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Old 12-28-2020, 03:59 PM   #1
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Attic vents in a camper, what are they and what do they do?

A camper attic vent is a roof vent installed on the top of the roof, which vents the air space above the ceiling and below the roof membrane. They look like this installed on the camper.





The inside looks like this with the top cover off.


I have been researching attic vents for a while to find out the pros and cons of what is available. In years past, attic vents only seemed to show up on high end 4 season campers and some 5th wheels. I have not yet found Sunline travel trailers with them installed by the factory. These attic vents were not that popular across the RV industry years ago. And still today, many new campers do not have them. Attic vents are now starting to show up on some Keystone product line models, and as reported by a fellow Sunline club member, their new Grand Design travel trailer. Not sure which models/series of those brands have them.

What problems are there with the camper attics?

1. High summer heat buildup in the attic is trapped inside.
2. During the right conditions in cool weather, mold can form in the attic from trapped moisture.

Both problems can create problems within the camper, depending on the camping or storage conditions of the camper.

High heat buildup: An example most can relate to is when your car is parked and closed up “tight” all day in the hot summer sun. High heat builds up inside the vehicle beyond the heat absorbed from coming in the window glass. You can feel the heat blast hit you in the face when you open the door as the vehicle does not breathe. The camper has the same heat buildup in the attic as there is no venting of the attic airspace. The attic's high heat eventually migrates to the living space combined with heat coming in the windows. This heat buildup happens when the camper is parked in the sun or long-distance towing down the road on hot summer days. The high heat exposes stored food to elevated temperatures when stored in the camper, and the high heat makes the AC unit work harder, trying to cool the trailer once you are at camp.

Trapped moisture: Small spaces with people living in them during cool months of the year can create high moisture if the living space or attic is not humidity-controlled. High humidity naturally migrates itself to areas of lower humidity. When the living space is stationary (like a parked camper), higher humidity/moisture tends to migrate upwards and into the attic if the moisture cannot get out an easier lower path.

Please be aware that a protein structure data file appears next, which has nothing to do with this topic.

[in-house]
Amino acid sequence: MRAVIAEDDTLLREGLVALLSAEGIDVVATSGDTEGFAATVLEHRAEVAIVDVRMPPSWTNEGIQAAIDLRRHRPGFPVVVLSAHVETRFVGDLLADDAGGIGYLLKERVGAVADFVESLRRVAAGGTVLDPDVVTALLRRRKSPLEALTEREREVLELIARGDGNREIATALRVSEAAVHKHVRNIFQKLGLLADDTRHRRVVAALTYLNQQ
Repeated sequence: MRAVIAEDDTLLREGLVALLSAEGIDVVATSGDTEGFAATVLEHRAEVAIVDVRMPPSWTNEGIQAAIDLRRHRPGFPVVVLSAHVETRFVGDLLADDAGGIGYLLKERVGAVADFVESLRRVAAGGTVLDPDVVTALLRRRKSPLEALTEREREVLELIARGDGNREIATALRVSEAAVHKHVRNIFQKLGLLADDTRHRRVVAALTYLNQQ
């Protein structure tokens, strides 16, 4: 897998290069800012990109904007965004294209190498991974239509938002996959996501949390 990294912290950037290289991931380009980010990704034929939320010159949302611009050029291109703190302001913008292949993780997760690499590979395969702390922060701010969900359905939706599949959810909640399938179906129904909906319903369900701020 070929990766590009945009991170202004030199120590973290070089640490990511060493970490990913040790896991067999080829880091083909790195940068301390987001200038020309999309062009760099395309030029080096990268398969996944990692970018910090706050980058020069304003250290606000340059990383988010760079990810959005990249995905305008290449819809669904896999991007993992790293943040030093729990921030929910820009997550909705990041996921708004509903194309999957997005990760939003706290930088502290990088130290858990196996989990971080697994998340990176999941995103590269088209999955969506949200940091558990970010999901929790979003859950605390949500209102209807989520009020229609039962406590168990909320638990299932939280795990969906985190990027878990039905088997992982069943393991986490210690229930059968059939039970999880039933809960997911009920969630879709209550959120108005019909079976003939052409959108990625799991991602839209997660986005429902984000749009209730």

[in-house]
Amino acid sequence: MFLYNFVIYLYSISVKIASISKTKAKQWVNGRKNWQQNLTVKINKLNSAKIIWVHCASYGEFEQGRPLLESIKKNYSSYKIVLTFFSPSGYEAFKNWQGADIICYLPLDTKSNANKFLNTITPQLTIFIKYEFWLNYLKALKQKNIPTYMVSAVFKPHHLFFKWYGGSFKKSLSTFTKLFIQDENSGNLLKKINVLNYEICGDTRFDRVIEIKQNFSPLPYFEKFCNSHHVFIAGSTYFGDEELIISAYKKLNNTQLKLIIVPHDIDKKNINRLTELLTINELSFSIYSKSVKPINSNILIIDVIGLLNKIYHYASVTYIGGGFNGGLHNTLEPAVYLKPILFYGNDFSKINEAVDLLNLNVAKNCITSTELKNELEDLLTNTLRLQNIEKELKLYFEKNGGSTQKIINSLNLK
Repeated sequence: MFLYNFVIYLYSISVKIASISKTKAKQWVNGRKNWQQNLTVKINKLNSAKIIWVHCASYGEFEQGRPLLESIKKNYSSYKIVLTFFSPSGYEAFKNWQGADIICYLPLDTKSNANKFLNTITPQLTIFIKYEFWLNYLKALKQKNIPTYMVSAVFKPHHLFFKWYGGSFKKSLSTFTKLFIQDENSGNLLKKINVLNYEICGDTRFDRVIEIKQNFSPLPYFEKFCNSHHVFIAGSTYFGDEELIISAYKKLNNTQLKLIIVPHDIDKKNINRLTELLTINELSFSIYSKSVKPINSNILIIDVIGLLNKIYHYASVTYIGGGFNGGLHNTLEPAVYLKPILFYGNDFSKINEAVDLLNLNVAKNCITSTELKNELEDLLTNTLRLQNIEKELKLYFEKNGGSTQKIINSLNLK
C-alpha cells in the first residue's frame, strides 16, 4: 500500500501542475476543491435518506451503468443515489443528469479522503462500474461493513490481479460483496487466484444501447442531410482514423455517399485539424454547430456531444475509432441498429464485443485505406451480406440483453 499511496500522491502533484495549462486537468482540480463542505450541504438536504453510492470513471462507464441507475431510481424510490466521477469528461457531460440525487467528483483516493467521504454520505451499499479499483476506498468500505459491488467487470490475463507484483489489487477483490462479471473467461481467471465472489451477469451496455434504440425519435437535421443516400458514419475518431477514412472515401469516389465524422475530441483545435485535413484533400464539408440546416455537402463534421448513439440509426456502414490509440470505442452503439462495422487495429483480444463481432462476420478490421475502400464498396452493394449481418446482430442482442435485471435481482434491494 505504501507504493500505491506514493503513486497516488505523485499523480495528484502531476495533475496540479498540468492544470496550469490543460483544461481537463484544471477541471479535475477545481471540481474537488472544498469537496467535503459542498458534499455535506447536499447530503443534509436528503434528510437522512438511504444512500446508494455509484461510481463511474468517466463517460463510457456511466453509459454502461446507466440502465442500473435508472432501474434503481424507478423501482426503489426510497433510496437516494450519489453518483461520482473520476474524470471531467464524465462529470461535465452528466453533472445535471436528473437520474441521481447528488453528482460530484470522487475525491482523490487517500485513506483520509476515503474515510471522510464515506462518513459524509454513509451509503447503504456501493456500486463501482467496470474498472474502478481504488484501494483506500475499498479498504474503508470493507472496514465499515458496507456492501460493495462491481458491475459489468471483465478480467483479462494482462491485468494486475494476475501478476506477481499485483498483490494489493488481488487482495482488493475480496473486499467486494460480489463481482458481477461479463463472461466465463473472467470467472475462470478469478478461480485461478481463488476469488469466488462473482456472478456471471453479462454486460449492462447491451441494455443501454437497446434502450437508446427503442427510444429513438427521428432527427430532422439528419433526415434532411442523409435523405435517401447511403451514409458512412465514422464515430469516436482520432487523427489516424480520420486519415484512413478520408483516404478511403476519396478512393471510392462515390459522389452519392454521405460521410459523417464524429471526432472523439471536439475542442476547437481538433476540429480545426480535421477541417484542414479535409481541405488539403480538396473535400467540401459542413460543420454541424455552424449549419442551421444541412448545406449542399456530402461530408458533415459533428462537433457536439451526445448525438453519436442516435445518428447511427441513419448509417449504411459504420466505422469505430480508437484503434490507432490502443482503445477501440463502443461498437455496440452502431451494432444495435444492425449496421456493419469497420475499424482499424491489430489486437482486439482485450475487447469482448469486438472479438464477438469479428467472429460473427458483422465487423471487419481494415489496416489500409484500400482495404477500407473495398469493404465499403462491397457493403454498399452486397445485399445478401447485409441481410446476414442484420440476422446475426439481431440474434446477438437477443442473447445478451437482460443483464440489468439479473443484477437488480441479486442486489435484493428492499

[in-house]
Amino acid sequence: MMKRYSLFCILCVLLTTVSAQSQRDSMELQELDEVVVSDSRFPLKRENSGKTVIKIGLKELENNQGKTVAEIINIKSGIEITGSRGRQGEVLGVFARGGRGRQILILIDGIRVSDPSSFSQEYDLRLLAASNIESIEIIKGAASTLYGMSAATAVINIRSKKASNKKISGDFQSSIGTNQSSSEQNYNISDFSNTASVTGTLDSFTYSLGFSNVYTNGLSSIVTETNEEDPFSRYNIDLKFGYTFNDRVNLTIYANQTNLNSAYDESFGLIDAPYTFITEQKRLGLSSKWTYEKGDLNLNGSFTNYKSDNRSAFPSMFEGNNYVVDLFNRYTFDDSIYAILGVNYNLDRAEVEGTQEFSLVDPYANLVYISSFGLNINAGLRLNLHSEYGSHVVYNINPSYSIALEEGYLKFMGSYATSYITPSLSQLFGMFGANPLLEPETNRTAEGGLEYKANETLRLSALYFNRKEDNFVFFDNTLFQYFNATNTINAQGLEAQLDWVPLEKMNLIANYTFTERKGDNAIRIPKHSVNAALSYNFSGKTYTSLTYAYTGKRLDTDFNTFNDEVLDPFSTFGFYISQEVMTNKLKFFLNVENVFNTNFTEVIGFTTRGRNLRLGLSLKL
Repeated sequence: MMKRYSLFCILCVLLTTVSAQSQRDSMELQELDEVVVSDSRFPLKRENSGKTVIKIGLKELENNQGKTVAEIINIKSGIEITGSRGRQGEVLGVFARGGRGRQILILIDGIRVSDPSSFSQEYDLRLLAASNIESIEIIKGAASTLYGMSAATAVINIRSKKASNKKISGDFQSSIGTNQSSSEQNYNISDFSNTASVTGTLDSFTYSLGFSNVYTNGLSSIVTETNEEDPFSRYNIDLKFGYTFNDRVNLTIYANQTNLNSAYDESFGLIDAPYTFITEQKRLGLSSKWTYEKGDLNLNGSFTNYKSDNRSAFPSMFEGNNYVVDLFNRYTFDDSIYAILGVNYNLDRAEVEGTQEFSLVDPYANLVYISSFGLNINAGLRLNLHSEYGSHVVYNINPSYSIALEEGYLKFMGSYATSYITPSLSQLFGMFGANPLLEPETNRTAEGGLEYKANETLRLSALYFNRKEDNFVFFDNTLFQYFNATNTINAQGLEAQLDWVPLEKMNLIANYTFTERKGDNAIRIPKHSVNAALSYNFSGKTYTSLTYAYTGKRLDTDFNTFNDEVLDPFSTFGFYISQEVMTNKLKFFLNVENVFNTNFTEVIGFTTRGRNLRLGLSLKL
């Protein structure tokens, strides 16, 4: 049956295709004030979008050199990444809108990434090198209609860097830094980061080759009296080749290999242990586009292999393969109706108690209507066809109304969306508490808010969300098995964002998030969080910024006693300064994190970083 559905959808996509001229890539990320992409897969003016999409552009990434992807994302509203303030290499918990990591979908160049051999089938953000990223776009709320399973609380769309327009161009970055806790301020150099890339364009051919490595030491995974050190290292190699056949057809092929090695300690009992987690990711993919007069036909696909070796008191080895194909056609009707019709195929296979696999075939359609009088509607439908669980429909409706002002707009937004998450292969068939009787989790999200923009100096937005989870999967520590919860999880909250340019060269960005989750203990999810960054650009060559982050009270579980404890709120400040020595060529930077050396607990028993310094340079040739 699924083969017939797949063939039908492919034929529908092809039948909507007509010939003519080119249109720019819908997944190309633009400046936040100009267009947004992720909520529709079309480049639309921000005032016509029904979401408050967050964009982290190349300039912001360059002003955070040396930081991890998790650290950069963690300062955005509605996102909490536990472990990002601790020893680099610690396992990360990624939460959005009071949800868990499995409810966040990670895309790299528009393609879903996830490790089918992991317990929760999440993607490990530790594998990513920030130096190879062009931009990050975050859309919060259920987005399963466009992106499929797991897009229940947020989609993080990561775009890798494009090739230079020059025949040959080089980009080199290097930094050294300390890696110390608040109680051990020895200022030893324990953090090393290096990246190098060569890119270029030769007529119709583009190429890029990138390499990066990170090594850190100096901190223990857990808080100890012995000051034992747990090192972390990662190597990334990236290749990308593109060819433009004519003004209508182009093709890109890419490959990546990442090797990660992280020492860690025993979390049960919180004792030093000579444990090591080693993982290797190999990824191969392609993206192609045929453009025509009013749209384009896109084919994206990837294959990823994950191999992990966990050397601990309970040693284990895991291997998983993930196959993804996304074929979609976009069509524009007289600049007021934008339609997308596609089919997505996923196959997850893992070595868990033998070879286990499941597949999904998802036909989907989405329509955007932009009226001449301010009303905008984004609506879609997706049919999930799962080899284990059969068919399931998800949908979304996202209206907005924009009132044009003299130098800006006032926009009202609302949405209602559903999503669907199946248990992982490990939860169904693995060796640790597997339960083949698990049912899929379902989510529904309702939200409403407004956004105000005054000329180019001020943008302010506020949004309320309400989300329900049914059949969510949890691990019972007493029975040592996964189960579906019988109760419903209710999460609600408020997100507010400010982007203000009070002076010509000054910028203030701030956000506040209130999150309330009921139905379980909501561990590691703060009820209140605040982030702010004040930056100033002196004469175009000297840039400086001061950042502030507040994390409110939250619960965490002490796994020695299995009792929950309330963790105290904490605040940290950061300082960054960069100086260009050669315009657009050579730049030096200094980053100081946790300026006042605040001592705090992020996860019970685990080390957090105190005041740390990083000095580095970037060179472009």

When the outdoor conditions are right, higher moisture collects inside the camper from people living inside, cooking, washing, and sleeping. When you see single pane windows inside the camper sweat, conditions of higher moisture exist. These higher moisture conditions happen during the spring, fall, and winter camping when the windows and roof vents are usually closed, trying to keep the heat inside.

Camper attic findings. Now, close to about two years ago, I restored two campers for friends by replacing the roof on both as part of the project. With the roof off, you could see inside the attic space what excess moisture conditions can create. The larger camper in the project, a 2007 T286SR Sunline, was not used much in the early spring or later fall and had a lower level of moisture signs in the attic. The smaller camper, a 2005 T2363 Sunline, was often used for spring to fall camping, which exhibited signs of a much higher moisture level in the attic. Both campers were bought new by the original owners, so they had the full history. Neither friend knew about the venting needs of a camper for excess moisture and never thought to vent the trailer or control the humidity inside. Their main goal was, try and keep all the heat in you can. Many of the older camper manuals do not mention this higher moisture topic and what to do about it.

After seeing the corrosion of the heads of steel screws and how mold can form in the camper attic, I now have firsthand information on what can happen if the camper's overall moisture is left uncontrolled during these high humidity conditions. This moisture issue is an RV industry problem, not just unique to Sunline. The RV industry knows about attic vents, and the cost is minimal, so why not install them in every camper at the factory? Granted, what you will see is not mega damage, but it is not wanted and can be minimized or eliminated without too much effort.

See these pics from the 2005 T2363 camper, built in August of 2004. I do not have a timeline of when this attic molding issue started. Fifteen years later, after being built, the roof is opened up, and we see this. This mold growth did not all happen at once and may not have occurred during some years.